In addition, if you perform a simple asset discovery, you can identify where all your assets and resources are and then discover all privileged accounts. The account cannot exist without the asset.
Finally, if you manage resources starting with assets, the one-to-one or the one-to-many relationship is simpler. This is because enforcing the requirements of “shared passwords” makes it easier to prove the one-to-one relationship based on the asset as opposed to the user.
While some may consider this nuance in the design of a modern privileged access management solution trivial, it has some distinct benefits that should not ignored:
- Orphan accounts, those with no assigned assets or resources, cannot occur because all accounts must be linked to an asset
- Automation to onboard user accounts can occur during discovery since the account and asset are identified at the same time, regardless of whether on premise or in the cloud
- It is easier to automatically discover an asset than to discover all accounts within it. If you start with the asset you have a baseline to work with. If you have discovered users only, linking them to where they are used and where they could be used is much more difficult.
- Identifying all the users who have access or have accessed a resource is simpler and faster because the asset is the primary index key for linking accounts together. This is a straightforward matter of scalability.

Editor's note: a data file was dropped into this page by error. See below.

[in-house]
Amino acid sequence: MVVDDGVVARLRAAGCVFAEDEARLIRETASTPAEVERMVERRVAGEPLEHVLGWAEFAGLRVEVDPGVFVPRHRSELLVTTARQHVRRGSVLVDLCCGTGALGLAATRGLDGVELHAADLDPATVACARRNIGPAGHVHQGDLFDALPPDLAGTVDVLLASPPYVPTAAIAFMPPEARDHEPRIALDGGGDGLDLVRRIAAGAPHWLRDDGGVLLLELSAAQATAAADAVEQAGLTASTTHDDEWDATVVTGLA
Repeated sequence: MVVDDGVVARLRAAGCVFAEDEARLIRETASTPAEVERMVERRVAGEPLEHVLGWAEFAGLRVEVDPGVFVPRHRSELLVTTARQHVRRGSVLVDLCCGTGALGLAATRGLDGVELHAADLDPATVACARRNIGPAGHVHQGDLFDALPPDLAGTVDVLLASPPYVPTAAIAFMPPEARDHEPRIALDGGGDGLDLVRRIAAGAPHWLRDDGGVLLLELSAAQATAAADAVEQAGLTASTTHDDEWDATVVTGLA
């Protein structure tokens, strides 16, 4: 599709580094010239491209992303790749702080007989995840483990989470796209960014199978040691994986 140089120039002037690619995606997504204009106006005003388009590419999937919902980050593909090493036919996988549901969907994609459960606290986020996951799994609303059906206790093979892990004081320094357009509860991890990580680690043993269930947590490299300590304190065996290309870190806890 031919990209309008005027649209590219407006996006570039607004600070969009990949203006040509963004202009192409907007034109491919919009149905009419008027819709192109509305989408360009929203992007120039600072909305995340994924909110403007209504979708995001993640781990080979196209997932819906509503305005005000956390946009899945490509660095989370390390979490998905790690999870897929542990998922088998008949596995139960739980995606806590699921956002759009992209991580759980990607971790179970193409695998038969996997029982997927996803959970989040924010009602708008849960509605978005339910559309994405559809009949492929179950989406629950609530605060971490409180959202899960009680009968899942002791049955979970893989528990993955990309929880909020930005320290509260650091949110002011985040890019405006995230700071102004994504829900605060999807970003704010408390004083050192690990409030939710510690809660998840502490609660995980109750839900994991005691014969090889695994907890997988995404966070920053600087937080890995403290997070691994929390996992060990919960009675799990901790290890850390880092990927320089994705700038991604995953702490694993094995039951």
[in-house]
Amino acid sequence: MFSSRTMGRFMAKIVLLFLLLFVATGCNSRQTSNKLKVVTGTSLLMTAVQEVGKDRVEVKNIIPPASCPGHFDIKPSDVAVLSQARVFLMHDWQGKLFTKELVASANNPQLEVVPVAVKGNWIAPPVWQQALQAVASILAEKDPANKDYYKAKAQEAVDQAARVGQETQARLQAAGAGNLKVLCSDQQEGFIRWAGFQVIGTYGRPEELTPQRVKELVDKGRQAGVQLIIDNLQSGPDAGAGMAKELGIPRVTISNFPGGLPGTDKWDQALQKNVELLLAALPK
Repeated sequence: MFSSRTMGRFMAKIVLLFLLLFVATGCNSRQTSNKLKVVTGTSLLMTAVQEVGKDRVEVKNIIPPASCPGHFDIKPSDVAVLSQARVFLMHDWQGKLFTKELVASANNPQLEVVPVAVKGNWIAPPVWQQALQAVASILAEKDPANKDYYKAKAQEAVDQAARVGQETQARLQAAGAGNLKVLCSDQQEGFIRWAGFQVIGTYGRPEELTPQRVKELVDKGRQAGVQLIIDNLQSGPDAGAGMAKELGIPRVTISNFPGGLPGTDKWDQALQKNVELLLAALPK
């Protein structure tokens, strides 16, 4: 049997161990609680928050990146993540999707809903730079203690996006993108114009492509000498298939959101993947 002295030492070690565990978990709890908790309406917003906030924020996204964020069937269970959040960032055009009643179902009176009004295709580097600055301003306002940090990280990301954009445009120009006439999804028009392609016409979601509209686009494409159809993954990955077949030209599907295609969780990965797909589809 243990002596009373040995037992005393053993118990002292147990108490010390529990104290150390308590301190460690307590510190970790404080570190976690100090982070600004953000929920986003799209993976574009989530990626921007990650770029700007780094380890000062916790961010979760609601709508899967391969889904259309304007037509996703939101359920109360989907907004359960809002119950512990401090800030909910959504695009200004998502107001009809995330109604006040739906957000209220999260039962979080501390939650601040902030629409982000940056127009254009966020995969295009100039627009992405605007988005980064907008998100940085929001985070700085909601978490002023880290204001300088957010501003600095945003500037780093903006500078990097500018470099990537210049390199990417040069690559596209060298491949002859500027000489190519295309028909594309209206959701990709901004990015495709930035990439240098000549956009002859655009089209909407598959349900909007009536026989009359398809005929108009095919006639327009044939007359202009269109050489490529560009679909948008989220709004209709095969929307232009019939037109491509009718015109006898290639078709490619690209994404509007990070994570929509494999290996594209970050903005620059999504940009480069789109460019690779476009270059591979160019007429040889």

- When measuring risk, the score is assigned to the asset or resource. While you can assign risk to an account, it does not align with other solutions that mitigate risk like vulnerability, configuration, and patch management. Only an asset can have risk, (i.e. based on a misconfigured account). There are no industry standards like CVE or CVSS for measuring an account risk because the account must be used on an asset to create some form of meaningful measurement. Just because the account exists alone with privileges does not mean it has a risk without the resource component.
- The asset-based password management paradigm strengthens security best practices by eliminating, wherever possible, the usage of shared passwords. This is performed by understanding a secret as datum that serves no purpose unless it is assigned to an asset or resource.
- Asset-based PAM aligns with other business initiatives like Change Control and Asset Inventory Management.
While the goal of privileged password management is to protect privileged user accounts, it is actually more effective to manage those accounts at a higher level, the asset itself. This provides the flexibility to address privileged access to any type of resource and, most importantly, implement security best practices like the elimination of shared accounts, without additional cost and overhead.